This developed as government agents raided a storage facility in Bulacan and seized P45 million worth of counterfeit toys and other smuggled items from China.
In a statement, the Bureau’s Action Team Against Smugglers (BATAS) filed the cases against private companies YJC International Corporation and MBS Cargo Movers Co. before the Department of Justice (DOJ).
The case against YJC International Corporation was for the illegal importation and misdeclaration of 1,599 cartons (79,950 reams) of counterfeit cigarettes with a total value of P76.8 million.
The shipment, which was busted on January 3 at the Manila International Container Port (MICP), was declared as plastic frames and sheets.
MBS Cargo Movers was also charged for alleged illegal importation and misdeclaration of 344 boxes of “ukay-ukay” (used clothes) that were intercepted on August 10, 2020 at the MICP. The consignee declared its shipment as used personal effects.
Meanwhile, the raid, conducted by the Customs Intelligence and Investigation Service, came after the Intellectual Property Office of the Philippines (IPOPHL) sought the help of the bureau in stopping the proliferation of counterfeit and pirated goods.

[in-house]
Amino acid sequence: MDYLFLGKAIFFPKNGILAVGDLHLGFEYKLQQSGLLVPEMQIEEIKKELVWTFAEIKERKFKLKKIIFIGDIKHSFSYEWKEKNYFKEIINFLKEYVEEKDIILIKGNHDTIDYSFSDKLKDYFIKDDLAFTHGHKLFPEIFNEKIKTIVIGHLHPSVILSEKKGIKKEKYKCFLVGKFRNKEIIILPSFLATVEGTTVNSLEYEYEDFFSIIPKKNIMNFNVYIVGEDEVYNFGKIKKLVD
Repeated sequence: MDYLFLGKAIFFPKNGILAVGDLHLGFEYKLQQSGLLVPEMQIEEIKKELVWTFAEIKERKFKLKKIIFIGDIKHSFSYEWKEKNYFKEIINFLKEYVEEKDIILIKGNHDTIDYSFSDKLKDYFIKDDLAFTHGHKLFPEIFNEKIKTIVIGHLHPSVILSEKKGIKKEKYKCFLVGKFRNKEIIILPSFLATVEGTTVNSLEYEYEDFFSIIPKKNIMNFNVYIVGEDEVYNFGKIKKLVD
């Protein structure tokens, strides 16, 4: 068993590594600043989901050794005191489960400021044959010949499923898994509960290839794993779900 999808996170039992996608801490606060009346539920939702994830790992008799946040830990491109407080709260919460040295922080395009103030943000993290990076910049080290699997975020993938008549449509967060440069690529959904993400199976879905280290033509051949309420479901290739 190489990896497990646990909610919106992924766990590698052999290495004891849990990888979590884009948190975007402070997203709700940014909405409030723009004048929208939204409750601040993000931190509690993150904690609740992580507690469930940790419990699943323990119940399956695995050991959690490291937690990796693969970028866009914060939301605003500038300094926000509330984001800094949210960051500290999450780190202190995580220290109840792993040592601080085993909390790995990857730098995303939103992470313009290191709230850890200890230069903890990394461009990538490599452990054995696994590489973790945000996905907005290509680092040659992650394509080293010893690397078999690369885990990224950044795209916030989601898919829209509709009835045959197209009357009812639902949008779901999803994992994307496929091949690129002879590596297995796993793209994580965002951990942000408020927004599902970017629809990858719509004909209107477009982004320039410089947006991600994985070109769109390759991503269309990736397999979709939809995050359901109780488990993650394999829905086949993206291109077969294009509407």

Armed with the Letter of Authority signed by Customs Commissioner Rey Leonardo Guerrero, the CIIS team assigned at the Manila International Container Port executed the operation with the help of the National Bureau of Investigation.
Also seized during the raid at the warehouse in Guiguinto town were helmets, steel, resins, and machinery, among others.
“Further investigation is underway for the possible filing of cases for violation of Section 1400 of Republic Act 10863 (Customs Modernization and Tariff Act) as well as pertinent Intellectual Property Laws,” said Guerrero.
IPOPHL representatives led by Director General Rowel Barba and makers of signature products earlier met Customs officials and discussed possible measures to intensify border protection against rampant intellectual property rights violations.
The agency revealed that complaints on counterfeiting and piracy filed with the agency in 2020 surged to 121 cases as the coronavirus pandemic presented lucrative opportunities for unscrupulous traders.
Records also showed that most of the complaints concerned counterfeiting, while the remaining 54 were on the illegal sharing and selling of copyrighted works.
These consignees and their brokers were charged with various violations of Republic Act 10863 or the Customs Modernization and Tariff Act and Republic Act 4653 which prohibits the importation of used clothes, and other related laws.
The BOC will also file administrative cases before the Professional Regulation Commission against the brokers of the two consignees.
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